NIA grant awarded: £555,090
Additional resources provided by this NIA: £505,149
The Marlborough Downs NIA covers 10,370 ha of chalk downland and lies to the south of Swindon and within the North Wessex Downs AONB.
Progress from year two of the NIA can be found in this summary: (4.95mb).
Progress from year one of the NIA can be found in this summary: (100kb).
It is a Higher Level Stewardship target area and a priority catchment area. It contains several SSSIs, County (Local) Wildlife Sites, an NNR, an LNR and the Avebury World Heritage Site. Despite decades of conservation effort, many of these habitats are at best stable and at worst in decline. The NIA will support and supplement existing efforts by delivering more, on a bigger scale with better management of more joined up habitat.
Uniquely, this project has been designed by the farmers of the Marlborough Downs. We believe that this farmer-led, bottom-up approach will lead to far greater and more wide-reaching benefits as a result of the “ownership” conferred on us by this project. An initial survey of farmers has confirmed an extremely high level of commitment.
We have identified six key objectives to support our aims and to improve the condition and connectivity of the ecological network of the area, and to re-connect people to the landscape of the Marlborough Downs.
Water is a scarce commodity on the Downs and it acts as a magnet for wildlife. We want to create a necklace of traditional clay-lined dewponds as stepping stones for wildlife, linked by corridors of wildflower-rich habitat. This will also reconnect the chalk grassland resource by linking between these wildlife sites.
Butterfly numbers have declined in the area and we want to restore the downland species of national and local importance by providing nectar-rich habitat across the landscape. Alongside this, we will create nesting and feeding habitats for farmland birds, and set aside areas for arable plants.
We will achieve widespread best practice in wildlife management by sharing knowledge, experience, successes and mistakes, and offer training where it is needed. We want the Downs to be recognised as a “Centre of Excellence” for wildlife management.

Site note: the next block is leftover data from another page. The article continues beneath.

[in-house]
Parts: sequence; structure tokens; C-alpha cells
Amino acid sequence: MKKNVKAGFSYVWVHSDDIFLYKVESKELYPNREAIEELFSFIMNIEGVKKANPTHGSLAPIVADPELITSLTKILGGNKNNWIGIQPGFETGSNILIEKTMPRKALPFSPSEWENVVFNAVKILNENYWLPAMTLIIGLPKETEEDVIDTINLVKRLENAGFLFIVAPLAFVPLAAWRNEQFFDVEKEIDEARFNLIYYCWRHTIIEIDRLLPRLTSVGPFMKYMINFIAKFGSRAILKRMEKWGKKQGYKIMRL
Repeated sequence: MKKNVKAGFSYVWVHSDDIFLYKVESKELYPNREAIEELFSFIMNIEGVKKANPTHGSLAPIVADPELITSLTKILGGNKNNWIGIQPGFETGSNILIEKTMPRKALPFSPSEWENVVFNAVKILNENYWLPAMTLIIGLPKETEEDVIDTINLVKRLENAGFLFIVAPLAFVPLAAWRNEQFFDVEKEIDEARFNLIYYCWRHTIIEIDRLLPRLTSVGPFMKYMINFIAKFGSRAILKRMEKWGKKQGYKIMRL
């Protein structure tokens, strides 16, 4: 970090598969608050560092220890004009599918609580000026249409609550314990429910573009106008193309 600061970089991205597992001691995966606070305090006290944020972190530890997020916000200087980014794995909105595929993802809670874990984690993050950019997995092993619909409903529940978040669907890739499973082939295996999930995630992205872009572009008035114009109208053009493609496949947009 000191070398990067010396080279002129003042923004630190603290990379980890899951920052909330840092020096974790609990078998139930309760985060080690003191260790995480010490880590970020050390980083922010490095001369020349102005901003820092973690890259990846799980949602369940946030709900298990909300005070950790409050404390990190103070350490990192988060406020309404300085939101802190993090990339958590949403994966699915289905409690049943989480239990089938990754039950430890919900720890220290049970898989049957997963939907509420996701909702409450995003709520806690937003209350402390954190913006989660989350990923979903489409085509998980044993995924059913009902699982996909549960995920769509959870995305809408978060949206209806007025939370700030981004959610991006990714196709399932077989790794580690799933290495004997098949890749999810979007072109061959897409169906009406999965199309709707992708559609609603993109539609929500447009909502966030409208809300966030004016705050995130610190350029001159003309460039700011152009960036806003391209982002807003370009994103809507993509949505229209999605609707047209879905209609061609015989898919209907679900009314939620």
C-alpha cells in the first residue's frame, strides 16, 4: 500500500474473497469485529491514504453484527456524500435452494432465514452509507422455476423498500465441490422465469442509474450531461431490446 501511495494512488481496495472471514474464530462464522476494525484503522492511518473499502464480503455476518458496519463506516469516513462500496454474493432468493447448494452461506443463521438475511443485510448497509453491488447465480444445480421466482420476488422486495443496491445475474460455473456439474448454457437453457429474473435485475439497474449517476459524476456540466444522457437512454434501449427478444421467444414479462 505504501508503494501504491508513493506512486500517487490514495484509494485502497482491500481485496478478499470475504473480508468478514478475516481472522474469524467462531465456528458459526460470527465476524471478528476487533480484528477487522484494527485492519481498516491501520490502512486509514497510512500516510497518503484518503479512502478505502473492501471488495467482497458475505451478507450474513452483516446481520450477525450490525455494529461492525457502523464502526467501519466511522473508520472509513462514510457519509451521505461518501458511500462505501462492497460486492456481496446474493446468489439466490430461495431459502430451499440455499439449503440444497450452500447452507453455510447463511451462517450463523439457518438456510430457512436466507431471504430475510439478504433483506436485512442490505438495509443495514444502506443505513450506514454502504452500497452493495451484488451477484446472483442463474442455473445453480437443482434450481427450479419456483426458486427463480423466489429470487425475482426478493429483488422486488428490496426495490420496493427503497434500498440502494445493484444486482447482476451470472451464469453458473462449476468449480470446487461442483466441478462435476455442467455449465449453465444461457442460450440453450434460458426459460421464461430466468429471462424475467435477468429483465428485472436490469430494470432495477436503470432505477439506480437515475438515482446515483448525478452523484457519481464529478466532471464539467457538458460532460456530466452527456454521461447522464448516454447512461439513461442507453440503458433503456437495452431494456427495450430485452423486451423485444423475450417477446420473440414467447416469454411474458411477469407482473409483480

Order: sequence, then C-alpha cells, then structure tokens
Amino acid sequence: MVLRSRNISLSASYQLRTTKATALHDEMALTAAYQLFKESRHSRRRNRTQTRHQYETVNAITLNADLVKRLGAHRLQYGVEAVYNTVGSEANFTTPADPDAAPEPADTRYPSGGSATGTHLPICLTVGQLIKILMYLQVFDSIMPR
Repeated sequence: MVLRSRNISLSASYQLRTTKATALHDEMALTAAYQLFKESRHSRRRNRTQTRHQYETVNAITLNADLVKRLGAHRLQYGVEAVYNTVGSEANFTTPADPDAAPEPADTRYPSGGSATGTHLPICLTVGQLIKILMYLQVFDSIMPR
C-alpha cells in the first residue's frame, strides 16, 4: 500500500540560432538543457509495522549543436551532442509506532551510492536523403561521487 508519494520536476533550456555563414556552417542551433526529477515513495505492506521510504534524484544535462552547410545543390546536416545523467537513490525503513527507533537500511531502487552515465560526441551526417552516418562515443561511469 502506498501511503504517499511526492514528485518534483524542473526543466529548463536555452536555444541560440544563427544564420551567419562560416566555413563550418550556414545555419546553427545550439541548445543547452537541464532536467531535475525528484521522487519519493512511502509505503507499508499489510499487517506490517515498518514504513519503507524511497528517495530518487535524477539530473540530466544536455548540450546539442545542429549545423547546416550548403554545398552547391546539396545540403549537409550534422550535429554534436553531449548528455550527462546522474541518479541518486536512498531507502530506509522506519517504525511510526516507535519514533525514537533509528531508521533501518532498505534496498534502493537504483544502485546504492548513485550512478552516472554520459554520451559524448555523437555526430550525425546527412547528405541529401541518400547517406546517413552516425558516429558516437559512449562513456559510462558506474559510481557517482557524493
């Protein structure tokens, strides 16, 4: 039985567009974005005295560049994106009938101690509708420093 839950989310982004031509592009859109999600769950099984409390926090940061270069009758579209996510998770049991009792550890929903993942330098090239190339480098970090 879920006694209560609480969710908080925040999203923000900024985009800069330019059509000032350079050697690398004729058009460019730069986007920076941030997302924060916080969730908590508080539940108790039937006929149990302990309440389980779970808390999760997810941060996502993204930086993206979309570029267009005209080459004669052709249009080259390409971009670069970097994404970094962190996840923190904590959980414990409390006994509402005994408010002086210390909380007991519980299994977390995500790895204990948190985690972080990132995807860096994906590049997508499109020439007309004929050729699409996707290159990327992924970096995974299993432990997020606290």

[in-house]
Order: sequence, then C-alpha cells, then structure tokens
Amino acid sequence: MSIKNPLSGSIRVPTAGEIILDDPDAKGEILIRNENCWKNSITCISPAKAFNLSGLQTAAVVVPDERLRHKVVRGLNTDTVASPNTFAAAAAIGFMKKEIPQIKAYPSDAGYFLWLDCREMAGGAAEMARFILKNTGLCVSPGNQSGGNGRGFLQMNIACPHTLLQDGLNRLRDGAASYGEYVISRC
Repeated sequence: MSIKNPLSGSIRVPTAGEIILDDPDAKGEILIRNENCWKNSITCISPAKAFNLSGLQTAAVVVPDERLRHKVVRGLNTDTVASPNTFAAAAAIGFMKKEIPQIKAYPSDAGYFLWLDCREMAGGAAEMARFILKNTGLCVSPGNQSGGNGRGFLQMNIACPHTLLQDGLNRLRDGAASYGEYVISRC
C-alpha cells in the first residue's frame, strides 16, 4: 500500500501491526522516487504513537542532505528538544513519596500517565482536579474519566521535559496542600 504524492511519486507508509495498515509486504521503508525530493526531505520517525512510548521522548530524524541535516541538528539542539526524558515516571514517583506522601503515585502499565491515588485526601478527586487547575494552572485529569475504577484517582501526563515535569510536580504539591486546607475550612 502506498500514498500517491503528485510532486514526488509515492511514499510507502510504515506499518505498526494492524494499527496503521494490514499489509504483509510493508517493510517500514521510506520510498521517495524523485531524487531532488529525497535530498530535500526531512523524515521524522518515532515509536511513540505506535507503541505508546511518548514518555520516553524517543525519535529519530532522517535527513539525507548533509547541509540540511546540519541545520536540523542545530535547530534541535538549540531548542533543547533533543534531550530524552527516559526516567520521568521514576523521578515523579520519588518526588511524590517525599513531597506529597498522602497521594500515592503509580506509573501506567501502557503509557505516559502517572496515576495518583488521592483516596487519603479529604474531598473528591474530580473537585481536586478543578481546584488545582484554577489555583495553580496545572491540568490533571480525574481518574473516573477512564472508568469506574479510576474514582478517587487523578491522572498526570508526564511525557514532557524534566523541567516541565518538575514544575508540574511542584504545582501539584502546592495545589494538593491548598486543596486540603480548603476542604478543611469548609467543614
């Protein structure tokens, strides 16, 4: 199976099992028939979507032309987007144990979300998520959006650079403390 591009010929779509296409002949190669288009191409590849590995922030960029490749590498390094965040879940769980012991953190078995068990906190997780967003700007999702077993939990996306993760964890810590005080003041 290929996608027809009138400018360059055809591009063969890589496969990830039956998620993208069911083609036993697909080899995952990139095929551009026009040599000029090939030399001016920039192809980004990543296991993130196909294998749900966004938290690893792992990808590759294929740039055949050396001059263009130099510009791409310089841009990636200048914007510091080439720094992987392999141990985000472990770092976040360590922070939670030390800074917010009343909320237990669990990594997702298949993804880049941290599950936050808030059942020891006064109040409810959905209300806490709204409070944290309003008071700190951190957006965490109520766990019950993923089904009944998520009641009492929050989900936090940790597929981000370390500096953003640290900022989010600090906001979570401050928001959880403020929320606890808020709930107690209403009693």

All delivery will be led by or involve farmers, supported by relevant specialists, volunteers and a contracted project manager. NIA funding will provide an initial financial contribution to enable farmers to deliver. For example, fencing materials will allow a farmer to re-introduce grazing; wildflower seed will enable grassland restoration; species workshops will deliver training to allow farmers to monitor the impact of their activities. We will also work with students, young people who are not necessarily in education, employment or training, and local communities to encourage more involvement in the countryside and to promote greater awareness of landscape, wildlife and farming.
By being involved in the planning, delivery and monitoring of every element of the project we are confident that activities begun in the three year lifespan will continue in the longer term. We will explore opportunities to continue to deliver additional biodiversity and community benefits including biodiversity offsetting and payments for ecosystem services.
We anticipate that the relationships developed during the project will continue beyond the life of the project and the shared commitment in improving the nature of the Marlborough Downs will have a long-lasting impact on the area.